Over the millennia, city dwellers have found lots of effective ways to protect themselves against invaders. But the forces of nature have been harder to keep out, especially because most cities lie along coasts and major waterways. In 1362, a storm aptly named “The Great Drowning of Men” wiped out a string of European settlements, killing more than 25,000 people. In the centuries since, low-lying places like the Netherlands have developed an impressive array of water-defense systems, including wierden, dikes, ditches, dams, locks, and picturesque water pumps. And in the mid-20th century, the Dutch began building an ambitious series of storm surge barriers that are among the largest movable human-made objects in the world today. But with sea levels projected to rise by as much as a meter in the next 90 years, and three more meters in the following century, it’s clear that even the efforts of the Dutch won’t be enough. Nor is the Netherlands alone: cities all over the world face similar threats, not only from rising seas, but also from warming waters that are brewing stronger, scarier storms.
Since keeping all this water out may simply not be an option, people around the world are getting creative. Inventors in the U.K. have created thirsty concrete capable of soaking up 600 liters of water per square meter EVERY minute and funneling it away. Dutch engineers are designing floating homes and shopping centers that can bob along on rising seas. And who knows…the storm-driven waves that threaten cities today might one day provide enough energy to power them. Floods of data are changing how cities deal with storms too, helping model where a storm is most likely to hit and visualizing where evacuations might need to occur. We’ve also gone back to our roots. Salt marshes and mangroves in tidal zones can slow the movement of incoming water, reducing wave heights and total wave energy by more than 50%.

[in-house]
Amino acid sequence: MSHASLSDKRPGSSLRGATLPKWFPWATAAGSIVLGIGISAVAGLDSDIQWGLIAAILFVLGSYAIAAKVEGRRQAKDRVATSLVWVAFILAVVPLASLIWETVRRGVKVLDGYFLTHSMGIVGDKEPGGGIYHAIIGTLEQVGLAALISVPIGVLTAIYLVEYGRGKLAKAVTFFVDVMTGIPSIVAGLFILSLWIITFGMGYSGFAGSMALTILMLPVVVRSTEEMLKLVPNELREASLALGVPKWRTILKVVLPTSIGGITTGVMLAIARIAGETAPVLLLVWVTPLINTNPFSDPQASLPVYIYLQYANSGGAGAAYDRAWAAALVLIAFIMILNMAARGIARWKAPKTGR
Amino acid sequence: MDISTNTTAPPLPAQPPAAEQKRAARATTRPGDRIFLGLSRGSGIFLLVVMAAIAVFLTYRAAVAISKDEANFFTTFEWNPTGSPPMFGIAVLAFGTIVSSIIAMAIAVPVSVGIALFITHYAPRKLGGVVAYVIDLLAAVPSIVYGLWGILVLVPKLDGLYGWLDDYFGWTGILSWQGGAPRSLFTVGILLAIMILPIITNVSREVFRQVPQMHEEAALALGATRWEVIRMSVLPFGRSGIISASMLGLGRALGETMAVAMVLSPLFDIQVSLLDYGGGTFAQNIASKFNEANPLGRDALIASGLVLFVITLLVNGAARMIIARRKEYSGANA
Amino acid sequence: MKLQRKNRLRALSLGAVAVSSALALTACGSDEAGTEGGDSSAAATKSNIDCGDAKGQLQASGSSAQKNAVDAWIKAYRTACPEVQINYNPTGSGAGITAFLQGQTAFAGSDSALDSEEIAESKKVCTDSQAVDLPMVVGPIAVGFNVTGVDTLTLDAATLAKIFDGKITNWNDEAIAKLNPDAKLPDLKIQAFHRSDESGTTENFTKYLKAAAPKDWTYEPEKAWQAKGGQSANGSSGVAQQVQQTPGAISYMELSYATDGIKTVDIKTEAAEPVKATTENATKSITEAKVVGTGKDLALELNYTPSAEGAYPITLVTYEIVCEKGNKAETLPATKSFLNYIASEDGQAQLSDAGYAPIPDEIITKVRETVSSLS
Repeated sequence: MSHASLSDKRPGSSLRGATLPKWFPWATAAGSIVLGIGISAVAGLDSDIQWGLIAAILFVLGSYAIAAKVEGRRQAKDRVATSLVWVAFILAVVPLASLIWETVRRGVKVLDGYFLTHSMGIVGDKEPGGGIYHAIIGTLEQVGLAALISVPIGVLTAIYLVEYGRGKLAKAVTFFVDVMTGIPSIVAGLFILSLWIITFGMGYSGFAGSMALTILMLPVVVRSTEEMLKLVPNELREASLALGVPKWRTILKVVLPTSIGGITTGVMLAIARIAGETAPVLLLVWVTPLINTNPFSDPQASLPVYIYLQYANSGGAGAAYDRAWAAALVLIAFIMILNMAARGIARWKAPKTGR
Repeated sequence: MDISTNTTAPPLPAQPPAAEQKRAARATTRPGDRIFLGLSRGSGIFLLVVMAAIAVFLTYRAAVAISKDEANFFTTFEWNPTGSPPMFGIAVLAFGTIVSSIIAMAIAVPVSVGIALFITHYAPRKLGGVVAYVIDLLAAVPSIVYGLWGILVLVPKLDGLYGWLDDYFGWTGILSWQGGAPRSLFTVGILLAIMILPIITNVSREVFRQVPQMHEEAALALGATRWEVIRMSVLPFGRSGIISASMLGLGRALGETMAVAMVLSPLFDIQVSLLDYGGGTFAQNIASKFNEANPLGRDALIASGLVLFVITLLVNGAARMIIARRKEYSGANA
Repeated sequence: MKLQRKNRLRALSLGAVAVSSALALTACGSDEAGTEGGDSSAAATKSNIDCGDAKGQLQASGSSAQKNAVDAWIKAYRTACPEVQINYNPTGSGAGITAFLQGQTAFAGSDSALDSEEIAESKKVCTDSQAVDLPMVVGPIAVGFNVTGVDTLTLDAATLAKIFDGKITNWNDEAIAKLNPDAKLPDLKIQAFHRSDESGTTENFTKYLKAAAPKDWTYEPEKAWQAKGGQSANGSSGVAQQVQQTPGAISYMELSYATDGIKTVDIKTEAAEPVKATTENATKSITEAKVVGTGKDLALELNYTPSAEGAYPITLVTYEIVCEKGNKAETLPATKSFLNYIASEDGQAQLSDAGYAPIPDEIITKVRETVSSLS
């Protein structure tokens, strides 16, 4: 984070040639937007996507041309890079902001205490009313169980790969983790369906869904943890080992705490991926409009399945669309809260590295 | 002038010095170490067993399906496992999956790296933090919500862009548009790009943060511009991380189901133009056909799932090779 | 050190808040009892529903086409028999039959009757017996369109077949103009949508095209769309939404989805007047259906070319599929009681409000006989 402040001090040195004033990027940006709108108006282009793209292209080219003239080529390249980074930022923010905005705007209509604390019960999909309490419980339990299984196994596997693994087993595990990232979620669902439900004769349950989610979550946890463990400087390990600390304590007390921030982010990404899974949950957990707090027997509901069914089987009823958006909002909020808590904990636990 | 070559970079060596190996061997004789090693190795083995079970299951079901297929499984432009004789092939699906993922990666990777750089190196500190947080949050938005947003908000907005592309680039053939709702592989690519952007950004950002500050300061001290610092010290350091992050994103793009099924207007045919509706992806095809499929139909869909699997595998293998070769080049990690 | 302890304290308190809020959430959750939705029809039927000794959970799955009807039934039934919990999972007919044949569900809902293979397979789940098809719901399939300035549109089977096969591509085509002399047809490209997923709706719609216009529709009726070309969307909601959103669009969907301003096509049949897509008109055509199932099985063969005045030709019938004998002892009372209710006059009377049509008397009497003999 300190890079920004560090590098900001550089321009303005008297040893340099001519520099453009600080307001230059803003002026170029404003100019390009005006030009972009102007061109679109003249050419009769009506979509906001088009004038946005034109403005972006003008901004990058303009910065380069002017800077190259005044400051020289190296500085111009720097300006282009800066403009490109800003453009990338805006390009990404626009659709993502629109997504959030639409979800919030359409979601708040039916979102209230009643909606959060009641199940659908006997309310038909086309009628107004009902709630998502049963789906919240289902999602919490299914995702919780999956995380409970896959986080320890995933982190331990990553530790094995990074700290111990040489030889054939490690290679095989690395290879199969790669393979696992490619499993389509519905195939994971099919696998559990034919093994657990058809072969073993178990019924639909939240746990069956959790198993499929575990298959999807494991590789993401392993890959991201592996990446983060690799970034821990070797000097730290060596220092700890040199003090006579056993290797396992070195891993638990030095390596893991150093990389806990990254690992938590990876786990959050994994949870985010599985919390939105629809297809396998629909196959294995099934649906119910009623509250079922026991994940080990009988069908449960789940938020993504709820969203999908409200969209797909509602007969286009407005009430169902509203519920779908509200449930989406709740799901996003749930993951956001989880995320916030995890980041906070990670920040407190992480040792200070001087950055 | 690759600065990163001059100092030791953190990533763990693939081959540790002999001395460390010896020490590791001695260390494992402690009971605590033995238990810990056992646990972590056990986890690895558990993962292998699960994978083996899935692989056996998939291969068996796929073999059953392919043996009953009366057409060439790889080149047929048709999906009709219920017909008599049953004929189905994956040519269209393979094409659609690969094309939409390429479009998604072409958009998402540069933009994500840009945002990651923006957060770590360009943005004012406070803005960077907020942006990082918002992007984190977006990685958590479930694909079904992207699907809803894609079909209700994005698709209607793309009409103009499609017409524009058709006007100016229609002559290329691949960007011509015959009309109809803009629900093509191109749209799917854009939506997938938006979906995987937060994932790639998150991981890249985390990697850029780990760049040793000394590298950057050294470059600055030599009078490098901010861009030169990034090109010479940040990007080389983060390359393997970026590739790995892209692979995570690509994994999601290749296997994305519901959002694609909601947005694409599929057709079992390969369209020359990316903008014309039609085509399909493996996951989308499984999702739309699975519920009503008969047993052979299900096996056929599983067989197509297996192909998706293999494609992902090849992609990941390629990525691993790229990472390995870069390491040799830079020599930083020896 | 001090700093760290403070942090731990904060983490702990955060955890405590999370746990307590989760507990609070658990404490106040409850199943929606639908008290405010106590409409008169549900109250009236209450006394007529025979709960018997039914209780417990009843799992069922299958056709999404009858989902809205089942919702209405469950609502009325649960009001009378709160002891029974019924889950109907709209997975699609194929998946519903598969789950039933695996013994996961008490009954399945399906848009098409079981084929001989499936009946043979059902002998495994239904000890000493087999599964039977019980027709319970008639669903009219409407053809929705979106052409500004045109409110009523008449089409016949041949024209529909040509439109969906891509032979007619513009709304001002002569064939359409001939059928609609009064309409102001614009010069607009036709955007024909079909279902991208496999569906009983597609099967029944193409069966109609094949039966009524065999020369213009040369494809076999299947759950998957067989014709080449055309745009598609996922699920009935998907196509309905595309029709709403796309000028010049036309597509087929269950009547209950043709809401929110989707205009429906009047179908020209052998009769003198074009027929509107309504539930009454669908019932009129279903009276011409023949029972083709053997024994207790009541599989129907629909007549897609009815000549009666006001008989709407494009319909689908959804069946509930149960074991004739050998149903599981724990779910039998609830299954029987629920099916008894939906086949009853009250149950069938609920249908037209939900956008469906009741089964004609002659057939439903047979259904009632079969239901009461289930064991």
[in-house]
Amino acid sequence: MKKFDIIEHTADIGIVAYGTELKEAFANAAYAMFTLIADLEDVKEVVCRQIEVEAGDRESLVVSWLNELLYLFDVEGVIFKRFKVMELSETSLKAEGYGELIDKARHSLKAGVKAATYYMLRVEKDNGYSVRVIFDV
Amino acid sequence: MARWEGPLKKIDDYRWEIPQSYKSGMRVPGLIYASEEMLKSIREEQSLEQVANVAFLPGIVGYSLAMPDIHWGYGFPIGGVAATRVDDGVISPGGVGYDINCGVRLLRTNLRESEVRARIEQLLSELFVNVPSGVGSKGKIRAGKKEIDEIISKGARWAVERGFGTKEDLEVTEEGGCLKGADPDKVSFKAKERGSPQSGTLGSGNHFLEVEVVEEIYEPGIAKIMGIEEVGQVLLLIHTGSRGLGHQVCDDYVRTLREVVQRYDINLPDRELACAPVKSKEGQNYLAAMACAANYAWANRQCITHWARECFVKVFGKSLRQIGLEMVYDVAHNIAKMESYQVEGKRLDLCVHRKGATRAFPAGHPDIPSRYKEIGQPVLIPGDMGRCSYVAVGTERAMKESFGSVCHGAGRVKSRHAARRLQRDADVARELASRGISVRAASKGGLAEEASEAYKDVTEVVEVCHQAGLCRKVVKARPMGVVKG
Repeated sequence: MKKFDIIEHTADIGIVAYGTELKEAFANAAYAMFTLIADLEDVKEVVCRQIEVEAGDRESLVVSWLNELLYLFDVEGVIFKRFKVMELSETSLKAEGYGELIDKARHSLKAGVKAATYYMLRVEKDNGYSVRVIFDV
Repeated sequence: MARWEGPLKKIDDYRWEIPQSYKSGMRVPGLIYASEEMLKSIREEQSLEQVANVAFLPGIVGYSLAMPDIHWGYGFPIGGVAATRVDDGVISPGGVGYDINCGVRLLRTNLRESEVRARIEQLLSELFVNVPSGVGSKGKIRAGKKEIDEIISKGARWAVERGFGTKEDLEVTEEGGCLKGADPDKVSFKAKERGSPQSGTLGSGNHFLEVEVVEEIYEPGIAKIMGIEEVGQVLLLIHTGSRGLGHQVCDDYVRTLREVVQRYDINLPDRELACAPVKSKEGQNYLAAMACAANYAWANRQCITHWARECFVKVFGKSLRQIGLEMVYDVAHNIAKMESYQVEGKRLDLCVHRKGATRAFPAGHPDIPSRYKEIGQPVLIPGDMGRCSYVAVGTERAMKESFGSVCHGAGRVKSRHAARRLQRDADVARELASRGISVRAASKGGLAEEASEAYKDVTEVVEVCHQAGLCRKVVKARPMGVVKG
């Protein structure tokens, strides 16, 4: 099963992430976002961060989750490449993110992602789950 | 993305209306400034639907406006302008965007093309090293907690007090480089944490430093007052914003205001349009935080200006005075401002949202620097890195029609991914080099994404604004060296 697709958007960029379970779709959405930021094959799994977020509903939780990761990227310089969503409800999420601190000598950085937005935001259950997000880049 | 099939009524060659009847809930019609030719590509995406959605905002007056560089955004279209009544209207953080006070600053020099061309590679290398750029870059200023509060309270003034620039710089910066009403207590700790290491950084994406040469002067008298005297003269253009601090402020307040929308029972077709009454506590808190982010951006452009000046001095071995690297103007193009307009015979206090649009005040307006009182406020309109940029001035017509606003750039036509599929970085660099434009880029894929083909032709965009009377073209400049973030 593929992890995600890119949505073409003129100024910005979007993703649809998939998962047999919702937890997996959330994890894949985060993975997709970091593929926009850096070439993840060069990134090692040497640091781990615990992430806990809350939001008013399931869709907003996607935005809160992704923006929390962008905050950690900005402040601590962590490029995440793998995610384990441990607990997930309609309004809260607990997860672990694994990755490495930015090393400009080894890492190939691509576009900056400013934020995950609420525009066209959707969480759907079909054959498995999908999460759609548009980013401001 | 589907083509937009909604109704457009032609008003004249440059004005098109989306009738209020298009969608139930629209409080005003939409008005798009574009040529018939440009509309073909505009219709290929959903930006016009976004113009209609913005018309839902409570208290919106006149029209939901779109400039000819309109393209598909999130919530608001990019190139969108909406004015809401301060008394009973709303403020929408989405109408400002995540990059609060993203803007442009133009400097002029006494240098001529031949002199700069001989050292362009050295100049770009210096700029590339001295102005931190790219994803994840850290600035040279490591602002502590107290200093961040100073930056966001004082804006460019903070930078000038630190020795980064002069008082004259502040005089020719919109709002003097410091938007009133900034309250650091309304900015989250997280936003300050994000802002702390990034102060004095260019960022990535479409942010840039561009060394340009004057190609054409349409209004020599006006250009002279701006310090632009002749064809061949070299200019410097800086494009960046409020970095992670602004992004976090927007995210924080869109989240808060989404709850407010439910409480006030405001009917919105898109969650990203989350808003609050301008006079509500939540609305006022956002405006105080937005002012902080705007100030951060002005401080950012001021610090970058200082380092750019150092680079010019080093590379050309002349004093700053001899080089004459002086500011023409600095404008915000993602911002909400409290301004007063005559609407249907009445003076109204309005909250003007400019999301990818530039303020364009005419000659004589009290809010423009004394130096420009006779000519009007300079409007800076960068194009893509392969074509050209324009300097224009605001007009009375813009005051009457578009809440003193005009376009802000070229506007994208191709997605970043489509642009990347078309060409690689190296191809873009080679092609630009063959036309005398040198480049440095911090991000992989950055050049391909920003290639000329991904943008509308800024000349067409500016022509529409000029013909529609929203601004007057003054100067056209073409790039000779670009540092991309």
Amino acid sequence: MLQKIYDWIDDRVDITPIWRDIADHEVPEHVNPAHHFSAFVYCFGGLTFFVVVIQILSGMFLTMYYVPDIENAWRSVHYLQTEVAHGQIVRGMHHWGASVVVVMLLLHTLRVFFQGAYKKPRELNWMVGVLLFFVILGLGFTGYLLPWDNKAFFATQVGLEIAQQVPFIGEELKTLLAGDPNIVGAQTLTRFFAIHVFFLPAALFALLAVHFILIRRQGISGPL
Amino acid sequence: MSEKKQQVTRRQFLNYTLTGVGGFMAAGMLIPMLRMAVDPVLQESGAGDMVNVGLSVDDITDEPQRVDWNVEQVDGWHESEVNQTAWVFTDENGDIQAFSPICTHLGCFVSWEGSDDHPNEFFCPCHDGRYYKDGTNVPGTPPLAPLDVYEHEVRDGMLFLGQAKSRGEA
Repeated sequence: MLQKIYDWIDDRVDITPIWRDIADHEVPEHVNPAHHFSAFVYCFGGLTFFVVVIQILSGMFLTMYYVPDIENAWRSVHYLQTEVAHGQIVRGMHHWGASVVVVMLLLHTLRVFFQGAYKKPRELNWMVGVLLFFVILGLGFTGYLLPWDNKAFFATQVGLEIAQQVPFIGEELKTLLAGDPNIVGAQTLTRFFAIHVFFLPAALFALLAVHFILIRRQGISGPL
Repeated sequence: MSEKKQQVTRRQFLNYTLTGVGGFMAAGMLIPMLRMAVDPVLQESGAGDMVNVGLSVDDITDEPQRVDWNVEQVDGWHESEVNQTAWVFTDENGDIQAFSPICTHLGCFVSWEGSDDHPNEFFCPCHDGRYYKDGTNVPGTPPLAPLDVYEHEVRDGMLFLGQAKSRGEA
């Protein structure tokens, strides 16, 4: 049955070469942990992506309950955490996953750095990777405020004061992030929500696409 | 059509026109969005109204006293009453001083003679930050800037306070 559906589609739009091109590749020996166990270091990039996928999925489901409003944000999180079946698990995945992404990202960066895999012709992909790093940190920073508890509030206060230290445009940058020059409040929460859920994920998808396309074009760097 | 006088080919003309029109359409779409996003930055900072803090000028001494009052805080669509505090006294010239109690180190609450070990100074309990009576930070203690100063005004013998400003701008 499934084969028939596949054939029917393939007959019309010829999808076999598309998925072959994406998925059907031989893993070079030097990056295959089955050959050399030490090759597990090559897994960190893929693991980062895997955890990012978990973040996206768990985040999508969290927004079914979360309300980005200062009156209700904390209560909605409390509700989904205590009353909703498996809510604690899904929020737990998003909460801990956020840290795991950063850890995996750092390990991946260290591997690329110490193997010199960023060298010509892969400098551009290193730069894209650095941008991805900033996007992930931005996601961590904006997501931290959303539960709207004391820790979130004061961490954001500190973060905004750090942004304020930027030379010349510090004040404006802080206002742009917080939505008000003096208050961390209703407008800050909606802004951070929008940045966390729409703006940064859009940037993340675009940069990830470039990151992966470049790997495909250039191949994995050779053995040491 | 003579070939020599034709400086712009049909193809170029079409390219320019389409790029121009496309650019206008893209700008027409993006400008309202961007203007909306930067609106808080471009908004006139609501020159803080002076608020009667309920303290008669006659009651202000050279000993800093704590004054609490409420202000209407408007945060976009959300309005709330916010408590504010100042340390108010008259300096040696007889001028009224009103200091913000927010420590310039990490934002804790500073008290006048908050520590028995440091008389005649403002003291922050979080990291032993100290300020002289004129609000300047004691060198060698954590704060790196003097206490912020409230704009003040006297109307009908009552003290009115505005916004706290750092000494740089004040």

Research shows that combining these natural features with engineered ones could avert hundreds of millions of dollars worth of storm damage in coastal urban neighborhoods such as New York’s Howard Beach. But so far, cities are far from fully storm-proofed; we still need to gather more information and develop more solutions to make them as resilient as possible. It’s a good thing urban areas are innovative hotspots where great ideas are constantly flowing; they just need to flow out faster than the water can flow in. This MinuteEarth video was sponsored by AXA, a global insurance company. AXA recently conducted a survey about how cities and businesses worldwide are adapting to climate-related challenges. If you want to learn more about the results of this research, visit axa.com/resilience.
A big thanks to AXA for supporting MinuteEarth!_.